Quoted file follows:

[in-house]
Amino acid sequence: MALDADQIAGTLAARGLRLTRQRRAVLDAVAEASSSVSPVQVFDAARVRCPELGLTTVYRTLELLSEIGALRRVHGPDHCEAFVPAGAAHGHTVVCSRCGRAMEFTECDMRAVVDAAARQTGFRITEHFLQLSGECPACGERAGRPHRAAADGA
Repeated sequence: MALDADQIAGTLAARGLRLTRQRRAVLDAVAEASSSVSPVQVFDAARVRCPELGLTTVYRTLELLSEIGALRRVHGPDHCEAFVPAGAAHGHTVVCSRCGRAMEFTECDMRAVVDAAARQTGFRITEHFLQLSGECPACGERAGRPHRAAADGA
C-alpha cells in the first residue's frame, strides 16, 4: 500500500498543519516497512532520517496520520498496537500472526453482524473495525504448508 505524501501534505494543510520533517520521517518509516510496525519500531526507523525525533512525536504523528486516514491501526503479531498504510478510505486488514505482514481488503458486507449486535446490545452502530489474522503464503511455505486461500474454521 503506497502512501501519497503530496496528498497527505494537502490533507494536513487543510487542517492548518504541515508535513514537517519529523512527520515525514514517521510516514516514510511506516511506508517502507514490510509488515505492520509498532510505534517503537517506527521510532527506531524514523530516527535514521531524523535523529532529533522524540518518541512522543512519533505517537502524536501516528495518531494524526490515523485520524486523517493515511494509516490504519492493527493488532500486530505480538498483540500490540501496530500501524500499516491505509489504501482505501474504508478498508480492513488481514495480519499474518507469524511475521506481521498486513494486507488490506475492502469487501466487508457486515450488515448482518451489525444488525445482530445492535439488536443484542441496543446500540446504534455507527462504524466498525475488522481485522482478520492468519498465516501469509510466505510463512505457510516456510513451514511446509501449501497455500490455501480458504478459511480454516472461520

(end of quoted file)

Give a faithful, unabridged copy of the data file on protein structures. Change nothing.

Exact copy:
[in-house]
Amino acid sequence: MALDADQIAGTLAARGLRLTRQRRAVLDAVAEASSSVSPVQVFDAARVRCPELGLTTVYRTLELLSEIGALRRVHGPDHCEAFVPAGAAHGHTVVCSRCGRAMEFTECDMRAVVDAAARQTGFRITEHFLQLSGECPACGERAGRPHRAAADGA
Repeated sequence: MALDADQIAGTLAARGLRLTRQRRAVLDAVAEASSSVSPVQVFDAARVRCPELGLTTVYRTLELLSEIGALRRVHGPDHCEAFVPAGAAHGHTVVCSRCGRAMEFTECDMRAVVDAAARQTGFRITEHFLQLSGECPACGERAGRPHRAAADGA
C-alpha cells in the first residue's frame, strides 16, 4: 500500500498543519516497512532520517496520520498496537500472526453482524473495525504448508 505524501501534505494543510520533517520521517518509516510496525519500531526507523525525533512525536504523528486516514491501526503479531498504510478510505486488514505482514481488503458486507449486535446490545452502530489474522503464503511455505486461500474454521 503506497502512501501519497503530496496528498497527505494537502490533507494536513487543510487542517492548518504541515508535513514537517519529523512527520515525514514517521510516514516514510511506516511506508517502507514490510509488515505492520509498532510505534517503537517506527521510532527506531524514523530516527535514521531524523535523529532529533522524540518518541512522543512519533505517537502524536501516528495518531494524526490515523485520524486523517493515511494509516490504519492493527493488532500486530505480538498483540500490540501496530500501524500499516491505509489504501482505501474504508478498508480492513488481514495480519499474518507469524511475521506481521498486513494486507488490506475492502469487501466487508457486515450488515448482518451489525444488525445482530445492535439488536443484542441496543446500540446504534455507527462504524466498525475488522481485522482478520492468519498465516501469509510466505510463512505457510516456510513451514511446509501449501497455500490455501480458504478459511480454516472461520